Finger Lickin Pan-Fried Shrimp Po’ Boys

Shrimp Po Boy


Prep Time: 10 Minutes

Cook Time: 25 Minutes

Total Time: 35 Minutes

Servings: 4

5 Stars



4 Tbs. mayonnaise

2 Tbs. ketchup

2 tsp. Dijon mustard

1 tsp. finely chopped capers

1/2 tsp. hot sauce, or to taste

1 Tbs. finely chopped scallion

3/4 tsp. kosher salt

2 tsp. paprika

1/2 tsp. onion powder

1/2 tsp. garlic powder

1/2 cup cornmeal

1 lb. 21/25 count shrimp, peeled, deveined, tails removed

2 Tbs. olive oil

4 French bread rolls, split horizontally and toasted

1 cup shredded romaine lettuce

1 beefsteak tomato, thinly sliced

8 thin slices red onion

Cooking Instructions

Pouring Oil in Skillet

1. In a small bowl, combine the mayonnaise, ketchup, mustard, capers, hot sauce and scallion. Set aside.

2. In a pie plate or shallow bowl, whisk together the salt, paprika, onion powder, garlic powder and cornmeal. Working a few pieces of shrimp at a time, coat the shrimp on both sides in the spiced cornmeal mixture. Transfer to a plate.

3. In a large nonstick skillet, warm the oil over medium-high heat. Add the shrimp and cook until lightly browned and cooked through, about 2 minutes per side. Transfer to a clean plate.

4. Spread about 1 Tbs. sauce on each cut surface of the rolls. Layer the lettuce, tomato, onion and shrimp on the bottom half of each roll. Cover with the top half of the rolls. Serve immediately.

Serves 4.

Pan-Seared Shrimp Po’ Boys

When purchasing shrimp, look for the count size for accuracy rather than descriptors such as small, medium, large, extra-large, or jumbo, which are not standardized. The count size denotes the number of shrimp in one pound.

French Bread Rolls

Mardi Gras is just around the corner, but even if you aren’t able to be in the Big Easy to partake in the rollicking festivities, you can always enjoy a sampling of Cajun and Creole flavors at home. Whether it’s making classic celebratory dishes such as jambalaya, shrimp étouffée, gumbo and king cake, or preparing humbler fare like red beans and rice, so many delectable choices abound. After all, it’s not called Fat Tuesday for nothing!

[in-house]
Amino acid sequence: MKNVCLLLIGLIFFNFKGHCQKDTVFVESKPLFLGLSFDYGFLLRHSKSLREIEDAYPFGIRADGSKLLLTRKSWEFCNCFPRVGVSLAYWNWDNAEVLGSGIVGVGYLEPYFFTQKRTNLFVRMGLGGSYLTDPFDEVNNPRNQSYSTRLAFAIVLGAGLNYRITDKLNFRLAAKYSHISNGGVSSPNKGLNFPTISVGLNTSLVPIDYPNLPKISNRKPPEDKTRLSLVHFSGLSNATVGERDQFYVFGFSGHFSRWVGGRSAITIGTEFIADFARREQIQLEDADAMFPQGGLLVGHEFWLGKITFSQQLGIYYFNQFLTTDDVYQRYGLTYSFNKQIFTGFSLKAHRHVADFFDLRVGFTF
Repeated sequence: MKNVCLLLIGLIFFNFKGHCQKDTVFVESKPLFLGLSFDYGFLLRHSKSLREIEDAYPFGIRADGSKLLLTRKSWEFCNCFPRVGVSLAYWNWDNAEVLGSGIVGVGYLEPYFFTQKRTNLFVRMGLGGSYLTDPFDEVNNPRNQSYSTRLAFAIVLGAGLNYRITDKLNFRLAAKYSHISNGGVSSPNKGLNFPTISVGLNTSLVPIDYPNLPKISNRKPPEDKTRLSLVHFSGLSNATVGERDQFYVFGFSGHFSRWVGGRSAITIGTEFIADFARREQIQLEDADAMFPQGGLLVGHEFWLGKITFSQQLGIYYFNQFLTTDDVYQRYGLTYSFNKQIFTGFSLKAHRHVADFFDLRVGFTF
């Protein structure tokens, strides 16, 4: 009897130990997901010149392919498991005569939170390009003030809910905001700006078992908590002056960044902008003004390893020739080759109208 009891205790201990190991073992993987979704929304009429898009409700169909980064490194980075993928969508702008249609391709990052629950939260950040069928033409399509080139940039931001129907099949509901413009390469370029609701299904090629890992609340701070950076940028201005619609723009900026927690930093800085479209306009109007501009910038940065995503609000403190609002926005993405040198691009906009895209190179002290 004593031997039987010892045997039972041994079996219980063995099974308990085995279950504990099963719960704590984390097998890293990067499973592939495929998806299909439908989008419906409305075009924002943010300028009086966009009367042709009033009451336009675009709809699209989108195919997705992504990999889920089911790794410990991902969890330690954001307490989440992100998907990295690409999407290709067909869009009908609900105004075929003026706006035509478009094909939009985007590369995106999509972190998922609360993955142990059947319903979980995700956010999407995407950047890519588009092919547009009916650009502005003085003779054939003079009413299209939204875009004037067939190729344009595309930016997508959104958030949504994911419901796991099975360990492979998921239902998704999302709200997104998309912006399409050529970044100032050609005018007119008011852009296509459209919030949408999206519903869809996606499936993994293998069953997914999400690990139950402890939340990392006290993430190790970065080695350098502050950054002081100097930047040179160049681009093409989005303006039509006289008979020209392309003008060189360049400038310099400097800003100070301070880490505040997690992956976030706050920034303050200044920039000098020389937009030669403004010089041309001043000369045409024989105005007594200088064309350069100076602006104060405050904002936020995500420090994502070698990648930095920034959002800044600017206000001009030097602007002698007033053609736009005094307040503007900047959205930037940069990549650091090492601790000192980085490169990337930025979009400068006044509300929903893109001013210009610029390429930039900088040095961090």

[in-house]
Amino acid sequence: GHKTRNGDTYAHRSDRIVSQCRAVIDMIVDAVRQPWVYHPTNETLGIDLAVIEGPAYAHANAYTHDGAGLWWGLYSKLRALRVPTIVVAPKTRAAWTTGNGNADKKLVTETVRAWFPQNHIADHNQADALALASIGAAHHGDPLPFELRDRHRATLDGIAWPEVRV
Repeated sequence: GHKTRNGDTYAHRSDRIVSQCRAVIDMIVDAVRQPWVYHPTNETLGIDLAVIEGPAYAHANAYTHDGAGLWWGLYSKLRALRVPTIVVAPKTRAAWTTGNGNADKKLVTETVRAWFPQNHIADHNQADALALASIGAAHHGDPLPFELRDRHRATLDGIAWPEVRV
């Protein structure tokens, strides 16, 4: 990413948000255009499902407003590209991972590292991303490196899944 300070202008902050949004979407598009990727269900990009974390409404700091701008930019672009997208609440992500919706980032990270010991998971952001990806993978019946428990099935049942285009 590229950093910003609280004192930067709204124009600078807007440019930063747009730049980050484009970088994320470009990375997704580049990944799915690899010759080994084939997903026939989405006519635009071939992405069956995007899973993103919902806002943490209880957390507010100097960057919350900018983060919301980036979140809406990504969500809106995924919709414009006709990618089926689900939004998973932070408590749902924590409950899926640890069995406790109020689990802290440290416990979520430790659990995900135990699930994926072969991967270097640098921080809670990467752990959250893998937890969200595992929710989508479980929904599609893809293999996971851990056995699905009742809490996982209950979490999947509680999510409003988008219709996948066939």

But, if you’re not up for an hours-long cooking session or hiding a little plastic baby in a cake, not to worry. There are other options. One staple that requires less of a time commitment in the kitchen but is just as satisfying is the po’ boy (also spelled as po boy or po-boy, depending on where you look). It’s light enough for lunch but still satisfying—and won’t make you feel trodden with lethargy like some other rich, stewed dishes will. Although this New Orleans staple is typically associated with fried seafood and roast beef, in truth, the sandwich can be filled with just about anything. The key is choosing the proper crusty French bread (no soft and squishy rolls allowed), making sure there’s a swipe or two of remoulade, and having sliced tomatoes and shredded lettuce included for moisture and crunch.

The recipe that follows focuses on shrimp po’ boy, one of the most popular varieties of the sandwich. Because there are not a whole lot of components in it, the main goal was to pare down the remoulade and to lighten up the primary ingredient—the shrimp. Traditionally, the crustaceans are breaded and deep-fried to crunchy finish. To avoid having to work with a big pot of hot oil and to make the sandwich less unhealthy, a seasoned cornmeal coating is used to dredge the shrimp in and pan-frying takes the place of deep-frying.

The result? A healthier, simplified version of the Crescent City sandwich that takes some of the “fat” out of Fat Tuesday and replaces it with something just as delicious.